Please completed and sign the form below. By completing the form you are instructing the examining veterinary surgeon to omit stages 3, 4, and 5 of the full examination as described in the notes below.
Veterinarians have developed a general routine of examination which has been found to be satisfactory as a means of detecting signs of disease and injury. This examination is conducted in five stages and all the stages should be completed. If this has not been possible it should be made clear on the certificate in what way the examination has been varied and that any opinions are based on the restricted examination.
The standard examination is conducted in five stages, although the exact sequence of the examination may vary. The stages are :
This is a thorough external examination of the animal at rest using visual observation, palpation, and manipulation to detect clinically the apparent signed of injury, disease, or physical abnormality. It includes an examination of the incisor teeth, a thorough examination of the horse's eyes in a darkened area and auscultation of the horse's heart and lungs at rest. Examination of the eyes does not include dilating the pupil but should include examination of the internal and external structures.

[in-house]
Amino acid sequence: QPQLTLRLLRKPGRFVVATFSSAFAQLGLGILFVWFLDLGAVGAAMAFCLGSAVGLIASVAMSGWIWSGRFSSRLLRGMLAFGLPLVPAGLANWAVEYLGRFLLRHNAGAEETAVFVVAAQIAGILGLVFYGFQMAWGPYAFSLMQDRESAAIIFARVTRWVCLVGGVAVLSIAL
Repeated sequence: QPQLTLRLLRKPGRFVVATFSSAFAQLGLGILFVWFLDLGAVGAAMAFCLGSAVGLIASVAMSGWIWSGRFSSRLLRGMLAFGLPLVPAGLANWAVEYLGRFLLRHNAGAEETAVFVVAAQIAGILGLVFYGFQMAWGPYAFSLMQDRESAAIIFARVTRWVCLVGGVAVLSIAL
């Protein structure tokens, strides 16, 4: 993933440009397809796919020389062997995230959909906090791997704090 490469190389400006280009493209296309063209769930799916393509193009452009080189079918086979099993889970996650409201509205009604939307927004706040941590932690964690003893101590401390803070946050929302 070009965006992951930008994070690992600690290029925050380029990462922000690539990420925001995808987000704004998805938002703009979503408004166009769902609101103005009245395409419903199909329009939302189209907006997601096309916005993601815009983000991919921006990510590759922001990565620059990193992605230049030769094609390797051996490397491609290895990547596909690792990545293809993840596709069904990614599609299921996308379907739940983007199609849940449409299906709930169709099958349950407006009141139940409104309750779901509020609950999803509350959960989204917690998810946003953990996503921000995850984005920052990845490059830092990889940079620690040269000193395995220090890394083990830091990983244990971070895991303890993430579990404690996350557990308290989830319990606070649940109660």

The examination does not include the examination of the inside of the prepuce (sheath), a detailed mouth examination with a speculum, a heaight measurement or any examination for pregnancy.
The animal is walked and then trotted in hand to detect abnormalities of gair and action. Ideally this carried out on firm, level ground. The horse is turned sharply each way and is a backed for a few paces. Flexion tests of all four limbs and trotting in a circle on a firm surface may be carried out if the examining veterinary surgeon considers it safe and appropriate to do so.
The horse is usually ridden and give sufficient exercise to